This week, the inaugural Code Conference took place on the West Coast and much of the buzz was about Google’s self driving car. Google co-founder Sergey Brin unveiled the car and showed at least one video of a driver-less car which pretty much looks like a gondola.
(image from recode)
I’ve been thinking about self-driving cars for a little while now. As you might (or might not) know, I enjoy cars. I’ve blogged about the automotive industry a bit, I got to work on multiple automotive pitches on the agency side, and over the years frequent the Greenwich Concours d’Elegance to enjoy the culture of automobiles. I’ve also owned my fair share of cars: some that go fast and some that go slow.
I have a relationship with my cars. Some cars I care about more than others. But if I’m leasing, that relationship ends every 36, 39, or 48 months. I’m onto my next car. If I own a car, I’m looking at where I’ll achieve maximum value for my sale/trade-in and look to optimize for that. Note, history tells us that the longer you hold onto an owned car, the more value you get out of it. For me, value is not correlated to happiness- there might be a slight correlation, but I look to switch my cars more frequently than the typical American of 11.4 years.
As Google showcases it’s self-driving car, the definition of a car doesn’t change, but the value and utility it brings is very different. Instead of having to worry about driving – and basically concentrating on the road, you now get [potentially] substantial time back in your day.
For me, I am in my car for about 30 mins each weekday. 15 mins to and from the train station. While those 15 mins each way are not significant, when you add them up over a week, that’s roughly 2.5 hours that I’m sacrificing of my time to drive to the train. Instead of buying cars that hug the road, sit low, and have 510hp, I can focus on the cabin of the car and basically ride in an office or living room on wheels. Cars will have more Bentley interior amenities than Ferrari* amenities (though Ferrari is getting Apple’s CarPlay).
My relationship is with technology when it comes to cars. At the end of the day, a car is a set of wheels, an engine, and a lot of modern day computers. Cars today just work….. and for the most part they do. I noticed my wife had a day-time-running light that was not working today… but that didn’t stress me out. The car worked fine; when we have a free moment, we’ll bring it back to the dealership and have them fix the light. Cars have become very utilitarian.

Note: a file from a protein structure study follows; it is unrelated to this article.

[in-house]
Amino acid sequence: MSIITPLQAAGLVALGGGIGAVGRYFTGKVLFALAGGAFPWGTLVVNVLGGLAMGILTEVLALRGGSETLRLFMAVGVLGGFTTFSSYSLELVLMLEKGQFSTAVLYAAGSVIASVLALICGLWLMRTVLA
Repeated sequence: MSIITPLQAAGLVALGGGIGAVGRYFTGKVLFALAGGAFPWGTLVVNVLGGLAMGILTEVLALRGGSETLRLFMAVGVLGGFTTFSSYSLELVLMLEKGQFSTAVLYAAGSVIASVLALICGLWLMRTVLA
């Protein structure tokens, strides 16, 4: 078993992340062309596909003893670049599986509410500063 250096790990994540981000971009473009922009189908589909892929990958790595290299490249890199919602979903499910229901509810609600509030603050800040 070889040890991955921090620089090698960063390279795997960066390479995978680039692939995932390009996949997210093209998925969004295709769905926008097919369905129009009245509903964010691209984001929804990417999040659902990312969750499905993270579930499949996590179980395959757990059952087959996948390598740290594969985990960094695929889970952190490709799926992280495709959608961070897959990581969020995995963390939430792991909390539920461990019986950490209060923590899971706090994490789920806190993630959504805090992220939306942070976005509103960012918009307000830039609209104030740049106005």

This used to not be the case. If you ask your pops, your grandmother, or anyone else older than you, you’ll see that they had stronger relationships with cars. Why? Because cars used to be a lot more temperamental and they’d break. They were also newer. They were to the left on the gartner hype cycle. When a car had issues, you put on your old jeans and you crawled under your car and fixed it. You build a relationship with your car. You might have even named your car. Or kissed it. My father named his old Land Rover, Sunny. That name stuck with me.The self-driving car might actually catch on because replacing your car today is less emotional than ever (IMHO). For most people**, your car is a utility and you are looking to maximize your efficiency in the day. If you could check your email or text messages on the way to taking your kids to their soccer game, I’m sure you’d chose that over than actually driving the vehicle.
When we do adopt the self-driving car, the actual car itself will be commoditized (if not already) and will move to the fabric of life. We won’t think about the car, we’ll think about everything we can do while in the car.
* If you’ve ever been in a Ferrari, you’ll be amazed at how little is in the car. It’s about the driving experience, not the cabin experience.
** Not everyone falls into this bucket. I’d personally want to keep a car that I could drive. I get a lot of enjoyment out of driving and taking control of the road.